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The benefits of black & white

A recent conversation with photographer buddies made me realize that there are a number of photographers out there that don’t work in black & white at all. A number, I’m sure, that’s rapidly growing.

However just because you’re not familiar with (or even like) black & white photography, it still pays to dabble in it every now and then, for a number of reasons. Not only will it be good for your photographs, it’ll be good for your photography.
Post author
By mike
Post date
28 January 2012

A recent conversation with some photographer buddies made me realize that there are a number of photographers out there that don’t work in black & white at all. A number, I’m sure, that’s rapidly growing.

It makes sense, in a way. Many (if not most) of today’s photographers started on digital cameras; fewer and fewer photographers are cutting their teeth in darkrooms, so they don’t have a preference for (or personal connection to) film that older photographers might. And as film rapidly becomes a specialty item reserved for enthusiasts and professionals (not unlike how the only people who still buy vinyl are hipsters and DJs, but I repeat myself), we’ll no doubt see that number grow.

However just because you’re not familiar with (or even like) black & white photography, it still pays to dabble in it every now and then, for a number of reasons. Not only will it be good for your photographs, it’ll be good for your photography.

  1. It forces you to focus on the image
    There’s no color, no hue to distract you. Composition suddenly becomes more pronounced, light doubly so. Shadows appear deeper, highlights pop. Your photograph is reduced to its bare essentials and you get to see how well it holds up. Any bozo can run a picture of his shoes through a Hipstamatic filter and consider it retro. But convert it to black & white and see if it really is deep and artistic, or if it’s just a picture of someone’s Chucks. Yet while black & white will reveal a bad photo for what it is, it’ll also draw attention to a good one. Since it forces you to focus on the subjects and the emotion of a photograph, going monochrome lends drama to the image (especially in portraits).
  2. It can save some of your photos
    Being color-free means you’re immune to its pitfalls. Your shots from that dark club all have that orange/red cast to them? Convert ’em to black & white! Mixed lighting giving people this odd pallor you just can’t fix? Not anymore! Converting to black & white is the simplest remedy for an image whose colors aren’t wowing you.

Going black & white can also give you a new lease on photos you would have tossed otherwise, such as with the snap below of Neil Gaiman autographing a book for a fan dressed up as Death (one of Gaiman’s more popular characters). In color, the photo is flat with a mustard yellow tone throughout. The subjects just kind of get lost among the yellow and the brown. But convert it to black & white, and suddenly the ugly walls are rendered a more neutral tone. Neil and the girl both pop more and their increased visibility draws focus to them. The doorway disappears into shadow and the EXIT sign is a little less glaring. The girl’s face stands out much better against her hair. A dud of a shot, rescued by black & white.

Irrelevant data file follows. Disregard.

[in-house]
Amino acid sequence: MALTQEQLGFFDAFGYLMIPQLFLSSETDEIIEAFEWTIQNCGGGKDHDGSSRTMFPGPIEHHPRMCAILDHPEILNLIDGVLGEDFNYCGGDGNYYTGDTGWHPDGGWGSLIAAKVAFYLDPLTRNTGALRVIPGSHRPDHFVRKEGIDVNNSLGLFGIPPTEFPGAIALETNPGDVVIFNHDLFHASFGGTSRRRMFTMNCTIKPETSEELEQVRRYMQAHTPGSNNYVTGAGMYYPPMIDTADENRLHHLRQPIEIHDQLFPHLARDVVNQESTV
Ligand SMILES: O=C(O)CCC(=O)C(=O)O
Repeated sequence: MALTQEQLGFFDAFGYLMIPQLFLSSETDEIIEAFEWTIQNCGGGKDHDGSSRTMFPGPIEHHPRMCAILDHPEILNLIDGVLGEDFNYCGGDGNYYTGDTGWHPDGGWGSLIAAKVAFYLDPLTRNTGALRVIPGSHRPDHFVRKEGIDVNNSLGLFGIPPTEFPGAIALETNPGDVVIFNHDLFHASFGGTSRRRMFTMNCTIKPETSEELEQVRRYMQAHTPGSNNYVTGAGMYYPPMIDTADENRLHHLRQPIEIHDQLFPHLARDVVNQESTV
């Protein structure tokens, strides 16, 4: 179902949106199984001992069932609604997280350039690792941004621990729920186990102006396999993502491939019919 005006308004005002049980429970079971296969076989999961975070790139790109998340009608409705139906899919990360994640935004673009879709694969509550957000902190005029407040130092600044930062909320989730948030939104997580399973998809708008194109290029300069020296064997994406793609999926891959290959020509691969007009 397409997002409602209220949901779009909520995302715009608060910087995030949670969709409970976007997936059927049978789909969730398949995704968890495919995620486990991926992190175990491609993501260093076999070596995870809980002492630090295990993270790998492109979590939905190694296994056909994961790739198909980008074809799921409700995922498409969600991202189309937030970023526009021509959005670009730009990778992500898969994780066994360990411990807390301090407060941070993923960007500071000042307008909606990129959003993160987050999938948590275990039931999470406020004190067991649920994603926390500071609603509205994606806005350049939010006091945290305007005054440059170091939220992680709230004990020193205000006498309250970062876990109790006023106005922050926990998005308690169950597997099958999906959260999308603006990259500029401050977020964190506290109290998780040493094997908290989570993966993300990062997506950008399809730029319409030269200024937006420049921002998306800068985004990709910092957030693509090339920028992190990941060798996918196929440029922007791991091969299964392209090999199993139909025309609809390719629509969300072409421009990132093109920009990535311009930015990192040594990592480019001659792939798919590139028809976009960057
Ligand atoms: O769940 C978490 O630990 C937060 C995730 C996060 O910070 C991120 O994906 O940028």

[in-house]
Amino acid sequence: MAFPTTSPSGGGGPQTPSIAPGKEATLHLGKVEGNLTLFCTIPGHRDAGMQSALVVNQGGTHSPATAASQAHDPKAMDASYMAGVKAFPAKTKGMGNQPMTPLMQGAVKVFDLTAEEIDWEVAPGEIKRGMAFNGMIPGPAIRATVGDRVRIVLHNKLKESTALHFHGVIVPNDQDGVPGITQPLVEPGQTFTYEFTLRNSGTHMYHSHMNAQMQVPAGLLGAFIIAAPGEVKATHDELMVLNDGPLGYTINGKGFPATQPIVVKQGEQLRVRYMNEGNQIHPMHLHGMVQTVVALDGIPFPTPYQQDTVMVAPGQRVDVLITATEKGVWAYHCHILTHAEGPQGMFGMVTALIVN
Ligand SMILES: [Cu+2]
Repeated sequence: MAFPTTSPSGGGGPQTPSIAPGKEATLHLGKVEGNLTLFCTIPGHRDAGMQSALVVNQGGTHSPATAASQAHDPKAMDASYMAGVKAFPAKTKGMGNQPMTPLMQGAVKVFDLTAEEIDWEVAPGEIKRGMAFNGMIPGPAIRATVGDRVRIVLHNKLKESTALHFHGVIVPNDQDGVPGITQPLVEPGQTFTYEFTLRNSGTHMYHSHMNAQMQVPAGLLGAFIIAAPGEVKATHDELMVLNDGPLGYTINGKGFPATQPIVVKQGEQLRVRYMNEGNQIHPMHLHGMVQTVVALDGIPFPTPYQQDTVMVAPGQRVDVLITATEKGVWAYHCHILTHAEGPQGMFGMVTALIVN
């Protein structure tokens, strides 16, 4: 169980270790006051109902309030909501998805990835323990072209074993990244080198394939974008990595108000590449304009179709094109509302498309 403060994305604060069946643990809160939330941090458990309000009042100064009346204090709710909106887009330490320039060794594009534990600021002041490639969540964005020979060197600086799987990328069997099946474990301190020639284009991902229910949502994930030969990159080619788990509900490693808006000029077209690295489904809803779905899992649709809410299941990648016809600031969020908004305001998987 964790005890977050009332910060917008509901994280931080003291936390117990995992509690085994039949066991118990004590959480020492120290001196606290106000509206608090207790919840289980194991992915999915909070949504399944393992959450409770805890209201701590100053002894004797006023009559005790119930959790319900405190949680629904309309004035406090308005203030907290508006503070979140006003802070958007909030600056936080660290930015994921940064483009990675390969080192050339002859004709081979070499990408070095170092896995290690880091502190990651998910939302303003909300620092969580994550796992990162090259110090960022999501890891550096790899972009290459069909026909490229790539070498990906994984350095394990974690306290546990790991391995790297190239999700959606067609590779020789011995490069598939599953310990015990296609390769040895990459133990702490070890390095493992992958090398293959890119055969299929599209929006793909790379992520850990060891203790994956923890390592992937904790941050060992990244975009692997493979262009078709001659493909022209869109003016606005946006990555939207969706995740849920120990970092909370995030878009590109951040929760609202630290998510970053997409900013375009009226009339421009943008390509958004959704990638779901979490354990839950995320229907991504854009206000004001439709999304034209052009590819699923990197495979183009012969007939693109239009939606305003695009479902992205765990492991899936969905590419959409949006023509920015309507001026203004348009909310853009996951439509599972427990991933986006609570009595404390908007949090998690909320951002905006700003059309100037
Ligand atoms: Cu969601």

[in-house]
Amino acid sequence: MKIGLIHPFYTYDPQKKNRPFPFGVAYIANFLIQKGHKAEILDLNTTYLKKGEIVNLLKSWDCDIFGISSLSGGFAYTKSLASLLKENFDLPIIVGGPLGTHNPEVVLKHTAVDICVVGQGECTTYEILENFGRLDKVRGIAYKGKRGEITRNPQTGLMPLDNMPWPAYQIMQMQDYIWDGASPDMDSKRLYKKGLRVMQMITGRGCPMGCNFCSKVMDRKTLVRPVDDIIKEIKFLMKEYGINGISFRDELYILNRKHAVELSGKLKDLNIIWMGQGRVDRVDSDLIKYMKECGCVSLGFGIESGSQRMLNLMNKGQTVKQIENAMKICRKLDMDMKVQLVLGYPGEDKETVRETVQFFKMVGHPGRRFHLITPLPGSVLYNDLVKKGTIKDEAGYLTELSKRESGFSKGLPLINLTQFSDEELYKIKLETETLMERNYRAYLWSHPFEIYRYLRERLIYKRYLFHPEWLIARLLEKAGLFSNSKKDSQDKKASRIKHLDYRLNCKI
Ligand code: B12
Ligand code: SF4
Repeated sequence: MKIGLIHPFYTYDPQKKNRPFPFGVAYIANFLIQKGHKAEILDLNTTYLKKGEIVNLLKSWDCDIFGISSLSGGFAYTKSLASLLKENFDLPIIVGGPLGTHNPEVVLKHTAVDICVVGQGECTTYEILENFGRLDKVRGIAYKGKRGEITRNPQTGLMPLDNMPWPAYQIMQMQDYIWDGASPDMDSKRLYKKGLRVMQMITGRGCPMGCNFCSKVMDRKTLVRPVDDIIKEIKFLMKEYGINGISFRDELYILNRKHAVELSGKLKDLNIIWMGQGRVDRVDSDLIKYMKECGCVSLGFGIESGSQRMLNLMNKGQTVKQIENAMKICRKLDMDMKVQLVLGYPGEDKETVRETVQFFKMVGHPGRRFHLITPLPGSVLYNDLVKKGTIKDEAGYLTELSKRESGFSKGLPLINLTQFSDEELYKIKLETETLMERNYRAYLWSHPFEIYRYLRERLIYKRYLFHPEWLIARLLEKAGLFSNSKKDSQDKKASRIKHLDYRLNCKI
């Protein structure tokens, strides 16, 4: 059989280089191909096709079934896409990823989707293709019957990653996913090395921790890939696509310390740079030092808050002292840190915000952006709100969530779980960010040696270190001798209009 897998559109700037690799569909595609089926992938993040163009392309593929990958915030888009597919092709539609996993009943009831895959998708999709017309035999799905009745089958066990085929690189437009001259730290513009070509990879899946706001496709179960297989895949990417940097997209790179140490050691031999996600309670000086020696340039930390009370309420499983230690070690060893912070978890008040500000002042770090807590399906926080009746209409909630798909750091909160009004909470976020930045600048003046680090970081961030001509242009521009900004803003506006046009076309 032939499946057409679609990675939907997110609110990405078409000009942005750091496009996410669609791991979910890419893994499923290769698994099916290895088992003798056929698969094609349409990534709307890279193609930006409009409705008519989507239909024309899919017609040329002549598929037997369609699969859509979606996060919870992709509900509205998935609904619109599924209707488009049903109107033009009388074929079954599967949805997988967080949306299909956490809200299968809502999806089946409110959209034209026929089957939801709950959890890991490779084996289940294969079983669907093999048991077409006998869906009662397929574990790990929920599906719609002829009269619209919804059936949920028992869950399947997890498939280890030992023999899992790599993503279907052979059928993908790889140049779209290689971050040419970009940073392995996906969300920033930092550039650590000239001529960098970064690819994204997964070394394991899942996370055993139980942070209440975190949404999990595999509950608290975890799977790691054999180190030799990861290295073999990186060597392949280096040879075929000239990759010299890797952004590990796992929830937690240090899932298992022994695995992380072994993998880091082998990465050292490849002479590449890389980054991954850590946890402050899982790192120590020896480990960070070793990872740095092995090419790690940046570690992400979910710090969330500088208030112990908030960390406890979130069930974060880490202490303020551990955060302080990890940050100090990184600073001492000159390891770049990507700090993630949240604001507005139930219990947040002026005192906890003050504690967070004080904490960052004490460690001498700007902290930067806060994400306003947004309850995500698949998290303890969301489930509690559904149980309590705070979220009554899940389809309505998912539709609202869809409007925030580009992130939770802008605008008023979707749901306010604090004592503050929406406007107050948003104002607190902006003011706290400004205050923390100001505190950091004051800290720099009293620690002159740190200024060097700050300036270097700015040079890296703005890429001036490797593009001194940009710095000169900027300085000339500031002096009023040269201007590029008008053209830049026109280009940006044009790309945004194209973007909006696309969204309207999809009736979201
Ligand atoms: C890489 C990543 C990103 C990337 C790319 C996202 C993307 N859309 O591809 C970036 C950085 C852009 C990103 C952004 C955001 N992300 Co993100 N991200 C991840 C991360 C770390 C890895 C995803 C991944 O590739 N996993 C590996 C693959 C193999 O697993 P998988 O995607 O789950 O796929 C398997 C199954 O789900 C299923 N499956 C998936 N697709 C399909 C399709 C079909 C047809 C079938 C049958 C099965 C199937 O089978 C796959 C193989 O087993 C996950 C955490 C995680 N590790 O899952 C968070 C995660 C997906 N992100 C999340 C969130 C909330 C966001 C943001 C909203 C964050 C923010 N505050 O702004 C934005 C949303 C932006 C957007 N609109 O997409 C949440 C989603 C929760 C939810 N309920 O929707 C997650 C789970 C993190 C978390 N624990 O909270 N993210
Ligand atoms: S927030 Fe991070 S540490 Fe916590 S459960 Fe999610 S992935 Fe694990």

1. It gives your photos cred
    It might be a little superficial, but black & white photos do indeed carry a sort of “classic” air about them, and simply converting an image can often imbue it with gravitas. The most obvious example of this is with high-ISO photos. In color, it’s “noise” and it’s a distracting element that takes away from your image. In black & white, it’s “grain” and it’s artistic.

Of course, as stated early on, the image still matters. Converting won’t fix a bad image, but it can improve a so-so one. When I first took the original color version of the photo at the top of the page a few years ago, I didn’t think much of it. It wasn’t a bad photo, it just wasn’t very remarkable. It was grandpa in a recliner. Big whoop. When I rediscovered the photo a few days ago, I decided to take a quick stab at it in Lightroom and with just one click of the mouse, it was immediately a better photograph. A portrait rather than just a snapshot. A quick burn here or there and some contrast tweaks, and within minutes I had what is probably one of my favorite photos of my grandfather.

  1. It makes light design easier
    The next time you’re rigging lights for a shoot, switch your camera to b&w mode before firing off your test shots. When you preview the images on your LCD, it’ll be a lot easier to get a sense of where and how the light is falling. Color can easily distract. By studying a black & white image, the only thing you’re looking at are the shadows and highlights. And when you’re dealing with a 3-inch display, the fewer distractions you have, the better.
  2. It’ll help you take better photos
    Take #4 a step further and keep your camera in black & white when you’re done setting up the lights and are ready to shoot. So long as you’re shooting in RAW, the color information will still be preserved in the file for when you do your post-production. Meanwhile, the black & white LCD preview will keep you focused on the composition during the shoot and make it a little easier to spot posing issues.

Black & white is the cornerstone of photography, and understanding it and having that knowledge in your arsenal will do nothing but good things for your work. Try it the next time you’re out shooting or the next time you’re working on photos. You’d be surprised at the difference it makes.

Source: http://focalmatter.com/blog/2012/01/the-benefits-of-black-white/

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